Apr
29

Brian Kagen pick: “The Fairchild Air Force Base Judo Club, 1951-1960″ by Joseph R. Svinth

“The US Army Air Corps established the Spokane Air Depot on Sunday, March 1, 1942. The location was selected because Spokane businessmen donated $101,078.66 worth of land and standing crops to the Army for its construction. (Which was hardly as charitable as it sounds, as the post soon employed 15,500 civilians, and had a payroll of nearly a million dollars a month.) The post was 95% complete by July 1943, and served throughout World War II. Although deactivated in 1947, it was reactivated in January 1948 as Spokane Air Force Base, and given to the newly organized Strategic Air Command (SAC) as a bomber base.

SAC of 1948 was more bark than bite, and planes and crews were not in the best of shape, as was proven when its B-29s deployed to Japan for missions over Korea in 1950. The new commander of SAC, Lt. Gen. Curtis E. LeMay, decided that if SAC was to be America’s nuclear deterrent, its men and equipment should be the best available. Therefore he started a slew of new programs.

For Spokane Air Force Base, the first action was to change its name to Fairchild Air Force Base. (The name honored a recently deceased Air Force general named Muir S. Fairchild.) The second was to start a major upgrade of training and readiness. To support SAC’s now much harder working airmen in their off-duty hours, LeMay ordered significant improvements in their living conditions. Thus the base’s first true gymnasium, complete with basketball court, lockers, and bleachers for 550 spectators, was contracted in November 1950, and opened a month later.”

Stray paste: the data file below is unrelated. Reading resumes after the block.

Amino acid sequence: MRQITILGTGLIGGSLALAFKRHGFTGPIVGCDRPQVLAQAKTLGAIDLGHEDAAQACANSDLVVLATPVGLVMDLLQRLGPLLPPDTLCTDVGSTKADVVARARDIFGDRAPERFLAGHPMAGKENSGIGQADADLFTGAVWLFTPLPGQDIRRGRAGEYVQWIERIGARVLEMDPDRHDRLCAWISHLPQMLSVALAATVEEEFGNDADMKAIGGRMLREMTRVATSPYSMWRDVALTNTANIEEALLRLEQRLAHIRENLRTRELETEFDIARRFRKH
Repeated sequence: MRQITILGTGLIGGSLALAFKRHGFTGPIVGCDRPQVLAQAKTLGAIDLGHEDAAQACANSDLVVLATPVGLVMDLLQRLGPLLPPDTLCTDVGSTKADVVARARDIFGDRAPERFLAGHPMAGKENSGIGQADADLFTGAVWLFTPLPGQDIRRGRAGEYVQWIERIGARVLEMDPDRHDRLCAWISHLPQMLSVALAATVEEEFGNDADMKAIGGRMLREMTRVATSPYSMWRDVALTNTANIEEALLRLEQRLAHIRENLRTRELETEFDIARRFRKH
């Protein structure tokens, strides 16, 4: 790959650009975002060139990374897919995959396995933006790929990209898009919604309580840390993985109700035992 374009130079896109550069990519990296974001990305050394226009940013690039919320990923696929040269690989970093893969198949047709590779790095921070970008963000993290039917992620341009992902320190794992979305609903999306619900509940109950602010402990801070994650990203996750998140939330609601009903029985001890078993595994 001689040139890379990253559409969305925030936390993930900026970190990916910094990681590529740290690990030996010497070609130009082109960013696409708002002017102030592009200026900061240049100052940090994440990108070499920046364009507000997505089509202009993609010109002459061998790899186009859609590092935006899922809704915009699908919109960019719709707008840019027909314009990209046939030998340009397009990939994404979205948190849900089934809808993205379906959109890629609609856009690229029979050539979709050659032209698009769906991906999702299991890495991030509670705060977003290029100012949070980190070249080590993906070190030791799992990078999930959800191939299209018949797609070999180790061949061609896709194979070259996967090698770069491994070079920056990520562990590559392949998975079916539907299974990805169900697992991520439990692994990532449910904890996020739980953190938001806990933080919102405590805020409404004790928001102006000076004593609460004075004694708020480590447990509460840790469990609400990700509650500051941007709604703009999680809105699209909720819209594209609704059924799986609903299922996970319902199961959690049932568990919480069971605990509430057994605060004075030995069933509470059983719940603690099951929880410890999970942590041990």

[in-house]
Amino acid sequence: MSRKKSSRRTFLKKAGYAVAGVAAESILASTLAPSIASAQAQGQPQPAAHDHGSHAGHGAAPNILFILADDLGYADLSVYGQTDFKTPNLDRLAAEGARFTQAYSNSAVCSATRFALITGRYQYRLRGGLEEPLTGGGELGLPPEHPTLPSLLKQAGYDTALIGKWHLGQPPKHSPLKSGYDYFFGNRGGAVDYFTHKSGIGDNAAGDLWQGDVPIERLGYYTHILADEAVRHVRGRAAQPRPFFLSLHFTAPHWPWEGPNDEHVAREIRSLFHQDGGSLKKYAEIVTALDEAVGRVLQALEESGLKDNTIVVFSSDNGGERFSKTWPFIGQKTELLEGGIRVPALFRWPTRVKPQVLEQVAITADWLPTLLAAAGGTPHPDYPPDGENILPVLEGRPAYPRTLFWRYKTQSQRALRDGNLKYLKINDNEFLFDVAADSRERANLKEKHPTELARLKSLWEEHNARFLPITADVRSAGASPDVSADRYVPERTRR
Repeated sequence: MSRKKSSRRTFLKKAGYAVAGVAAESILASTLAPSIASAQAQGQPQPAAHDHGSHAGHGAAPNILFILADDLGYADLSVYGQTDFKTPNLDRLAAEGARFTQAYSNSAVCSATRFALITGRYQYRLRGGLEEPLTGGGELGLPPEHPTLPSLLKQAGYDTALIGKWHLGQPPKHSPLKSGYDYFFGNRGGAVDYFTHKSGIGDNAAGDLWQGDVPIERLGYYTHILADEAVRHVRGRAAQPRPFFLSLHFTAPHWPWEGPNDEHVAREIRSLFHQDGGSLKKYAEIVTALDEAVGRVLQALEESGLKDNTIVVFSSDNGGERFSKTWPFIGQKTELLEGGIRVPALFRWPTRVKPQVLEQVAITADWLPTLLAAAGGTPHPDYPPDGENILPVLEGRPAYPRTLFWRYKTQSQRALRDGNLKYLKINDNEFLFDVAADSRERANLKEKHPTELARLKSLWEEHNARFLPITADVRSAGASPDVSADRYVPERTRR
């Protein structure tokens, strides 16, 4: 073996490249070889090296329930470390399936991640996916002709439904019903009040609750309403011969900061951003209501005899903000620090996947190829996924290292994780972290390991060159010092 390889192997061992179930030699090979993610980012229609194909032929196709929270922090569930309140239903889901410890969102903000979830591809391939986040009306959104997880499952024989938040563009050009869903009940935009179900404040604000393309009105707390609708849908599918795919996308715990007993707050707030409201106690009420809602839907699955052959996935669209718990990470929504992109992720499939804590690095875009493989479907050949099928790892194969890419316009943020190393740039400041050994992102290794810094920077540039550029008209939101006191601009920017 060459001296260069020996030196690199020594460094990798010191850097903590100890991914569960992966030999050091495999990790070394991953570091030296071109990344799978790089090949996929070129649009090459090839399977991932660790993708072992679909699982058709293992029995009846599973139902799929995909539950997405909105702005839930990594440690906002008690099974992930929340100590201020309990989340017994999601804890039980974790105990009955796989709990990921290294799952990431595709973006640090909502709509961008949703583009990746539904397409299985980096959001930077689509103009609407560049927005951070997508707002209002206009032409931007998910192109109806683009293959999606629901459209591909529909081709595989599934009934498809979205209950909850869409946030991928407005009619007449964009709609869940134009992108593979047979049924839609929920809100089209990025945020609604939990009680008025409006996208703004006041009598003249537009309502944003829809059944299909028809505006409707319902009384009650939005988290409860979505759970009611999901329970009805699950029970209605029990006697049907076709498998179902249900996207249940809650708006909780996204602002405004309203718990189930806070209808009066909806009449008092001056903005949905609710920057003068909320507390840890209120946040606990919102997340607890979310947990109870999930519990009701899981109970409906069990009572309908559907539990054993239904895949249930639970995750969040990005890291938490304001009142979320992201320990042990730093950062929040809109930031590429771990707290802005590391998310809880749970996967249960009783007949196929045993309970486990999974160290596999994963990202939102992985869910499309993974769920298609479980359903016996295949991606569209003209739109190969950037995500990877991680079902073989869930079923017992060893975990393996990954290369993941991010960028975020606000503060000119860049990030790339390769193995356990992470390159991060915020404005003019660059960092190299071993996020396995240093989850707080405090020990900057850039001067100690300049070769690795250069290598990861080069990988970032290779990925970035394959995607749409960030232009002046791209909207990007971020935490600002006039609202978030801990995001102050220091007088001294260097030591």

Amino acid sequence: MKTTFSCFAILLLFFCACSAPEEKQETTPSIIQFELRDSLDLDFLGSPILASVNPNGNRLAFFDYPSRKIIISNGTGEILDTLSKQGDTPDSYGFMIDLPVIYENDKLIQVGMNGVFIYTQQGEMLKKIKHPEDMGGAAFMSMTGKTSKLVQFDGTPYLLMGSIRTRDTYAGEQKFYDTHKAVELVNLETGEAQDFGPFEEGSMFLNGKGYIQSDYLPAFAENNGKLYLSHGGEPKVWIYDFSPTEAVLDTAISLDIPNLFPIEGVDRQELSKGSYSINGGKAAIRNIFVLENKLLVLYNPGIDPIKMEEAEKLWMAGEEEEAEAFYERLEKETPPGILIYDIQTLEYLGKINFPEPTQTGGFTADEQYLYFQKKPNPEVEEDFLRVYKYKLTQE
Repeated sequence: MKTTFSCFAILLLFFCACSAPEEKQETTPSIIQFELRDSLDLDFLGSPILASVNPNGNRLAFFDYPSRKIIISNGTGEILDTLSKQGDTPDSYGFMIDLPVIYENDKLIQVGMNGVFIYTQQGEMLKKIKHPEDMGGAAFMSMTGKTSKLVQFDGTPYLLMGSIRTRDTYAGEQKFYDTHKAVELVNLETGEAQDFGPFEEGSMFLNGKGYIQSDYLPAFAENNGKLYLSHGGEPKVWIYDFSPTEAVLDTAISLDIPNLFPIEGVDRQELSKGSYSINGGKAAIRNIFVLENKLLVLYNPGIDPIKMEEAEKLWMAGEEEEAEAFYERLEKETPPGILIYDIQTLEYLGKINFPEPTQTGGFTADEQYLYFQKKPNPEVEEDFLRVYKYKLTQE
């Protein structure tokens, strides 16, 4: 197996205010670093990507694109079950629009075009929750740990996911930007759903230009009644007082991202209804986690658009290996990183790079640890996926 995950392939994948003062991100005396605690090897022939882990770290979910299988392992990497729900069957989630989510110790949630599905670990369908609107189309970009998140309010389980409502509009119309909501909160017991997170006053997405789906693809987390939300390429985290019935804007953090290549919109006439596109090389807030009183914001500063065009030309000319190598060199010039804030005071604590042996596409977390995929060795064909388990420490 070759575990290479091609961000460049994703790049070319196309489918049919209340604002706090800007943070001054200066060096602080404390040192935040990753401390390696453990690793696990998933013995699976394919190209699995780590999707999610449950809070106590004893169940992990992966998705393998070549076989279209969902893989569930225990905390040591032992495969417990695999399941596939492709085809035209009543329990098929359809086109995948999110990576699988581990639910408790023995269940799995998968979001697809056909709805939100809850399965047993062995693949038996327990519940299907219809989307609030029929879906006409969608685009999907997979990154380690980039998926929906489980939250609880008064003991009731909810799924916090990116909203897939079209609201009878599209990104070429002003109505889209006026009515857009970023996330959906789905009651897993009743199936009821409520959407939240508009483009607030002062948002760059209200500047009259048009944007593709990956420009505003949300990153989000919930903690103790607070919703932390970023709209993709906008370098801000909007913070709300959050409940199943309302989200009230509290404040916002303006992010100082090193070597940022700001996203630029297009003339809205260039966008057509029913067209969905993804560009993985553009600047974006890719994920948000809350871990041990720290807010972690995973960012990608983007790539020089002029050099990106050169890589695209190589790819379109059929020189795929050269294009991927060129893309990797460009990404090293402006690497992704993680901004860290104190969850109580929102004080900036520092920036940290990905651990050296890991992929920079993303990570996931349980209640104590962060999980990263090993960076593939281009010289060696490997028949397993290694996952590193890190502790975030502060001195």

Please click here to read entire article.

Aikido Journal Members Site
For nearly 40 years, we have been researching and documenting every aspect of Aikido!
We hate spam just as much as you

Comments

  1. Taisho says:

    A little more here…

    http://www.asjja.com/other.htm

  2. Taisho says:
  3. “Thus the base’s first true gymnasium, complete with basketball court, lockers, and bleachers for 550 spectators, was contracted in November 1950, and opened a month later.”

    I arrived at the Physical Conditioning Unit (PCU) in December 1952. The “New” gymnasium was actually a gigantic warehouse that incorporated both the PCU and the sports/gymnasium facility. The PCU and combatives program utilized instructors identified with the military occupational code (MOS)741X0U. If I recall correctly, we were assigned to the 714th Operations Squadron supporting the 92nd and 99th Bomber Squadrons. The Wing was commanded by Colonell Robinson (no relation).

    Sports personnel MOS were identified as 741X1 period. I believe they also were in a different squadron! When the Japanese team of martial arts masters along with Mel Bruno, HQ, SAC visited Fairchild in 1953, they used part of the main gymnasium for demonstration purposes. Otherwise, all combatives training was accomplished in the PCU area and out of sight of the main base personnel. When not in a Judo Gi, we wore white t-shorts and blue pants and white Keds :-)

  4. I would like to add some first hand knowledge concerning the Fairchild AFB Physical Conditioning Unit and Combatives program. In 1952 former PFC George Robert’s rank was converted to TSGT E-6 and he did not instruct classes during the time I was assigned to the PCU as a combative instrcutor and physical conditioning specialist. That would be around Jan 1953 – December 1955 when I shipped out to Chitose, Japan on the troop ship USS Anderson. Roberts claim to martial arts was his former boxing experience. I always believed he was former Navy, not Army, Could have been both!